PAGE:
Kidney Transplant
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Caregiver and Advocate

Caregiver and Advocate

Hi, My name is Bobbie Reed and I am the caregiver to my now 27 year old son, Alex. He received his kidney transplant on November 9, 2015 from a non related living donor who was an alumni from Penn State University. We are so grateful to this man for saving his life. Penn Stater's stick together and take care of their own. WE ARE PENN STATE---THANK YOU. I am so happy to become a part of this group and to be able to share our story in hopes of helping others on their journey.

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Hi Bobbi, I am a caregiver to my husband and also gave him a kidney on 04/10/2017. It is wonderful that your son received a kidney from a non-related donor! My husband and I met at the University of Oregon and are big fans of our school too. It helps to have a team to cheer on when you are going through the ups and downs of kidney disease! I wish you all the best! We caregivers also need support and encouragement!

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So how is your husband now? I am here in Oregon and searching for a donor for my fiance. We had 5 people apply to donate and they turned all of them away. I'm beyond frustrated. The last applicant is 19 yrs age and so smart as he said "If they weren't so stubborn and turn down people because of a tiny detail then he would have a donor"! I agree there and am running out of what to do. I haven't held an event yet so that is an option and I haven't made a video.

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Actually it was my son who I found a donor for. He is doing good with the exception to the steroids causing side effects of sleep irregularities, fatigue, weight gain, and mood swings. I really wish he could switch to something else but even with all that is going on with him, it is much better than kidney failure and dialysis. I thank God each and everyday for his donor.

It is really frustrating when looking for a donor and learning they have gone through evaluations only to be declined I remember that all to well when my sister in law tested for my son early on. She, like everyone else in the family was convinced she would be the one to save my son. Her health was excellent and upon visual evaluation should have sailed through with flying colors. We only knew she was being evaluated because she told us. Her confidence in being able to help my son was overflowing. The transplant center told us nothing. Not even the fact that she was being evaluated. Then came the final day where the doctors revealed their decision to her. They told her she couldn’t donate to my son. In fact she needed to see a kidney specialist as she was in Stage 3 Renal Failure. Apparently from birth, due to some defect that was never discovered, both of her kidneys never grew. They were not even supporting her as an adult at age 56. That announcement sent her into a mental spiral. She was devastated. We were devastated too because now not only were we having to cope with a son in kidney failure, we now had to face the fact a close relative was right on his tail. Today, she remains monitored by the doctors with limited kidney function. I had to pick it up and move forward too on the search to find my sons donor. I have a much better understanding now of just why the testing and evaluation process is so private. If we wouldn’t have known, it wouldn’t have been such a big let down.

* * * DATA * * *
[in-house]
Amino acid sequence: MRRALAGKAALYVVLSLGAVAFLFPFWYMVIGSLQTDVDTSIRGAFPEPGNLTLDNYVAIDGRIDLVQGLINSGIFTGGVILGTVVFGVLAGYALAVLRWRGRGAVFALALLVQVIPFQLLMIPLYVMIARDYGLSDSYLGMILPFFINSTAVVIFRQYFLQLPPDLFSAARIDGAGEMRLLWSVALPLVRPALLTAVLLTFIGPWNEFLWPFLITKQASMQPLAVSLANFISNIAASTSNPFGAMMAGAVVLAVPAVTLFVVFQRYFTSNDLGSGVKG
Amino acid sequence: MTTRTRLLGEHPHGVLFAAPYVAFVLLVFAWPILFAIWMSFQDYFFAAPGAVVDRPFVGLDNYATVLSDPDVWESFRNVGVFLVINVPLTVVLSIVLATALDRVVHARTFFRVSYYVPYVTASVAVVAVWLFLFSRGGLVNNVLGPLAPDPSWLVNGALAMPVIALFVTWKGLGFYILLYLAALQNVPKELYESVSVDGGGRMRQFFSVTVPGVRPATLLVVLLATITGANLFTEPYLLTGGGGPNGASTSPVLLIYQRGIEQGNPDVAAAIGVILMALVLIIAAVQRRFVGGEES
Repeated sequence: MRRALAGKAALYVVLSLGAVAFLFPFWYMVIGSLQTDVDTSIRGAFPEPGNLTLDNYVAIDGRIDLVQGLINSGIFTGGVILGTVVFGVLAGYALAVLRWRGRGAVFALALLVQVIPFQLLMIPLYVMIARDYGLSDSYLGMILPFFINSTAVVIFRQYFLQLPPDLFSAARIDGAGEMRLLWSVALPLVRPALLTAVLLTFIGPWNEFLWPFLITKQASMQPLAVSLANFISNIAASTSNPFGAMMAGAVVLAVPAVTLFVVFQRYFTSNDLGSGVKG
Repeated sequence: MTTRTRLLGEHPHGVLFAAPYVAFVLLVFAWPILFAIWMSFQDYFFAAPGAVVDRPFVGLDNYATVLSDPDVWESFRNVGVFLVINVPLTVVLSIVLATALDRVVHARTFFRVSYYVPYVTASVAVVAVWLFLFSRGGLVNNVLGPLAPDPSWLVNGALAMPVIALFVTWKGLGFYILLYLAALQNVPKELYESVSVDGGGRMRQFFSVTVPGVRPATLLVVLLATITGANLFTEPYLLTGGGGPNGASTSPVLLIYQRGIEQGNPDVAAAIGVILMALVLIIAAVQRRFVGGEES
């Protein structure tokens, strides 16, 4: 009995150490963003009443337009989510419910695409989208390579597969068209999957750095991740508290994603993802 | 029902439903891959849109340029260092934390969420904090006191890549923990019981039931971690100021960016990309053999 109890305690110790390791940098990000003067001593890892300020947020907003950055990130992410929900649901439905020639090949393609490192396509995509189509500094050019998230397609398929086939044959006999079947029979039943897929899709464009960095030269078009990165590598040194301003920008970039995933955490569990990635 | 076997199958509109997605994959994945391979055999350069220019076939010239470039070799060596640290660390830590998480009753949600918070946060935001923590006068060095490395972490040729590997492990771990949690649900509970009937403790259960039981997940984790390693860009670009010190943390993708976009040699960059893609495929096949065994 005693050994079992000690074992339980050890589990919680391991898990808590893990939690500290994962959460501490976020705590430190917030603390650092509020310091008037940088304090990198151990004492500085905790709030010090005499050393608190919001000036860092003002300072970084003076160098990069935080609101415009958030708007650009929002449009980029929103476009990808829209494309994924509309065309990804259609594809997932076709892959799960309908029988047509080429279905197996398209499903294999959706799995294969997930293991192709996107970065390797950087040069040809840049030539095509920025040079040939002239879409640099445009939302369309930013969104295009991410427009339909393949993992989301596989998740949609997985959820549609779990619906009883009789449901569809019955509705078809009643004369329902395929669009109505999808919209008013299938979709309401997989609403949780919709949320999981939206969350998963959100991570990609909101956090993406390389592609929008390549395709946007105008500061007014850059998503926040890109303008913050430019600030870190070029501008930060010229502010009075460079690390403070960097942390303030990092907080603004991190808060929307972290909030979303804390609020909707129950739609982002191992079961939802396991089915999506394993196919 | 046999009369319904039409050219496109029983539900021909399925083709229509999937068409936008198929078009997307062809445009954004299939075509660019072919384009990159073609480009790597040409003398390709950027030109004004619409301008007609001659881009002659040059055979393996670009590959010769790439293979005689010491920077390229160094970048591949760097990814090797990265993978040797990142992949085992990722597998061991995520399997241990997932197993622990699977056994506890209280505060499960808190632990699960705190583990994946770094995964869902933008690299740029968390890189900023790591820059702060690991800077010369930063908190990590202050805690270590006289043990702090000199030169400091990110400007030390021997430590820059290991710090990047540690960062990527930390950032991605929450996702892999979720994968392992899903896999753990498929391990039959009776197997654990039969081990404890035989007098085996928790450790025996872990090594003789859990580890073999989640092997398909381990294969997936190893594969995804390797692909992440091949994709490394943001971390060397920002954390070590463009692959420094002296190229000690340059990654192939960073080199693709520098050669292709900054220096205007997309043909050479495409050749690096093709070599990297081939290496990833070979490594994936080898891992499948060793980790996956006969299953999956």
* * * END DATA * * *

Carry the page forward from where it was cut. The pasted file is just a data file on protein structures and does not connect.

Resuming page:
My best advice is to keep your head up and keep trudging along. Use social media whenever possible to draw attention to the good. For example: look what XYZ Company did to raise awareness for organ donation. Everyone should be a registered organ donor. I need to find a kidney donor. Will you be the one to help me? For more information contact my transplant center at......

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You should look into the new program the NKF has recently introduced. It is “the Big Ask Big Give”. This program gives you a wealth of information on how to find a living donor. Contact the NKF Cares Hotline—it is toll free and ask them if the program is being presented somewhere near to where you live. I actually helped in the development of this program and our story is featured throughout it.

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